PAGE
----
"I have had a lot of friends that have experienced mental health issues," Emily told me, "but she is the only person I have ever cut off. Ultimately she was in a place where she didn't want my help, she wanted me to blindly enable her behaviour. I felt a lot of guilt. I still feel guilty despite knowing that in that situation there was very little else I could have done. I was in my mid twenties at the time and not a trained mental health professional, I was just a young person trying to be there for a friend. In hindsight I probably enabled her behaviour somewhat but looking back everyone she chose to get close to did. This may not have been a conscious choice but I do wonder whether we would have become friends if I didn't."

Nearly everyone I spoke to mentioned boundaries as vital and nearly everyone talked about the way that mental health difficulty can make it hard to establish or observe them. Reflecting on times when she had given too much to someone else who was experiencing mental distress, Aisha told me: "After my line has been crossed I feel mentally exhausted and sometimes I will need a break from the world and time and space in order to have anything to give to anyone else. It feels overwhelming and like I'm trying to maintain a calm and helpful exterior whilst paddling frantically below the surface just to maintain control of myself. The ability to truly empathise and see yourself in their shoes can make it particularly difficult to put your own wellbeing first. I think sometimes people often give too much and allow their boundaries to be crossed for that reason."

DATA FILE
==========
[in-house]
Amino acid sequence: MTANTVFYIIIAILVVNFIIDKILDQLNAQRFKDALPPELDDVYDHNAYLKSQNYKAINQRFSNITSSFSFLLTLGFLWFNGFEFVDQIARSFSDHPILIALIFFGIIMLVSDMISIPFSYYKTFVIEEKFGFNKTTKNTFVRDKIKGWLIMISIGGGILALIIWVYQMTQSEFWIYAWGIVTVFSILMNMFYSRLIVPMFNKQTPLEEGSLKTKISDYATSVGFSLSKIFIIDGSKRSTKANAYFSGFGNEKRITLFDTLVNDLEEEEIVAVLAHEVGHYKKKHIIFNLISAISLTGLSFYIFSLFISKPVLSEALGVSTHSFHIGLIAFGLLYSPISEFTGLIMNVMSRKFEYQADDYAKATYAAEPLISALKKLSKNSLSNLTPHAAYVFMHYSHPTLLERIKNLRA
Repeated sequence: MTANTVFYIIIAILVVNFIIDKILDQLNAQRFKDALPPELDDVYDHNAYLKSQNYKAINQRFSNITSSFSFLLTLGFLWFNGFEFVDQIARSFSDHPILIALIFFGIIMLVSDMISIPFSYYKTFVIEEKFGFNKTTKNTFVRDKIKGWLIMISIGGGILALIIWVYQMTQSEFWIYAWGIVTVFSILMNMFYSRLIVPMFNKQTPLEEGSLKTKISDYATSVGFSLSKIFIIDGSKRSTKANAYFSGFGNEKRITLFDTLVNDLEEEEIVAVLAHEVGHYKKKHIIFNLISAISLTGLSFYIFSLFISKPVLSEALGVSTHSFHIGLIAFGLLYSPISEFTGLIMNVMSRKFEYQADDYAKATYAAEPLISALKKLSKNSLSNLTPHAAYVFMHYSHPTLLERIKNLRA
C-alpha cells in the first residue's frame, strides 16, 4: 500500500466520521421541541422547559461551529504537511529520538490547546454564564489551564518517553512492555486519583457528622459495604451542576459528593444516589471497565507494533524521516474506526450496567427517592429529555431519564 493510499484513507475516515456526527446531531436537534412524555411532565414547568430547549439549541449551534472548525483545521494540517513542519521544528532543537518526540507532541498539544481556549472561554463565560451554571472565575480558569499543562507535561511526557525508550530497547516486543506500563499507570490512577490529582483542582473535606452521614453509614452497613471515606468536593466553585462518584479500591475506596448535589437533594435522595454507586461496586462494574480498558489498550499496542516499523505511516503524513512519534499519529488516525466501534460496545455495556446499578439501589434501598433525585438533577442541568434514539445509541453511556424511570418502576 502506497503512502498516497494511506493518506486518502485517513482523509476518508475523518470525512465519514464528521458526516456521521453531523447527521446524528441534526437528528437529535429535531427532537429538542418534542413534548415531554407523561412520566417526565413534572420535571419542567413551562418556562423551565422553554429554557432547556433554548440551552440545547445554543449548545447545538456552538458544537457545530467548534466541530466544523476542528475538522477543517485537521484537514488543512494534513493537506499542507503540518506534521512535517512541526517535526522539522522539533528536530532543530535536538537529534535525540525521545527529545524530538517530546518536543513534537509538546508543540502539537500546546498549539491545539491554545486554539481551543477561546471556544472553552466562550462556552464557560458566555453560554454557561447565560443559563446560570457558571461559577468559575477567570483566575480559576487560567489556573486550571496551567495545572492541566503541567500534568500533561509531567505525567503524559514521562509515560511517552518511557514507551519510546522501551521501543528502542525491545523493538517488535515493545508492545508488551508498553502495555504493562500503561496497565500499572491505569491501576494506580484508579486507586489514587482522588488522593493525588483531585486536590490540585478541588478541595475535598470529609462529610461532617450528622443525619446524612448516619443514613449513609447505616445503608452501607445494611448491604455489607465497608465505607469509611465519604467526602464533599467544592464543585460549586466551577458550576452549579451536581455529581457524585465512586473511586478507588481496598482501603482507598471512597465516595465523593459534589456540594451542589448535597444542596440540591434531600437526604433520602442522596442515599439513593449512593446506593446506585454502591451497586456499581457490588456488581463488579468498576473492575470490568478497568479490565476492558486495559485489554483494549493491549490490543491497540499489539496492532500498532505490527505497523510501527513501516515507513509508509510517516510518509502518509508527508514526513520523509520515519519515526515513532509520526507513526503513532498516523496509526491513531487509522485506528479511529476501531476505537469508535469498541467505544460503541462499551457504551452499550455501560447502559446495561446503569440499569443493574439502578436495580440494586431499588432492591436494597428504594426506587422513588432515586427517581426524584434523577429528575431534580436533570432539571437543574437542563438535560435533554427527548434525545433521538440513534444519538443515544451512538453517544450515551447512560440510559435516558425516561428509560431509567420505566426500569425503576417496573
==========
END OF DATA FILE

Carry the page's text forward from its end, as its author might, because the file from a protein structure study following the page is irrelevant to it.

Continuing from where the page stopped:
Aisha stressed that boundaries are vital. "It's been a learning process for me but the realisation that friendships that revolve solely around poor mental health aren't healthy for either person has been significant. There's a movement toward peer support and social prescribing. This is potentially a great thing and could be really beneficial. With this in mind I feel it is very important to open a discussion about healthy boundaries because relationships that arise from peer support can also be extremely toxic and damaging."

Shelagh has many friends who also experience mental health difficulty. "When our mental health is very bad, or worse than usual, our needs are different. I understand that in those times people do need more, understanding that sometimes in those times the way we ask might not be respectful. Sometimes our needs are so intense we can’t consider the other. It’s not something I judge but of course I do have to have limits, and that can be scary when I have lost people to suicide and people I love are often suicidal."

One person, who is no longer a friend, over-stepped Shelagh’s limits. "She needed more from me that I think I have ever experienced from anyone," Shelagh remembered. "I started to feel like I couldn’t breathe, couldn’t think, could barely move. She became very abusive when I started asserting my own boundaries and stopped accommodating her every wish. I just became a person for her to hate and rage at. It was actually her who cut contact but I guess on both sides we were figuring out boundaries."

Different conversations

In future, a combination of reduced options for support will make more of us unofficial carers and supporters of others and potentially people who need that care and support ourselves. If there is a mental health community, it’s built on people who’ve been there supporting others who are having difficulties. Which makes it all the more important to have these difficult conversations and to be prepared for them; both for future periods when we are in need and for times when others need us. "I think the key is that your support will never be enough to substitute for proper care, so you have to make a judgement call of the best way to use that resource,” says Alex, reflecting on her own experience.

Yes, reaching out is important, and yes, so is being there for others. But beyond that, there is a world of difficult conversations we need to have with each other. Professional support makes a job of providing stable and consistent support. If in future none of us can rely on the presence of professional support, then all we’ll have is one another. And if all we have is one another, then working out how to make sure we can all be there for each other in the long term is a conversation we need to keep having.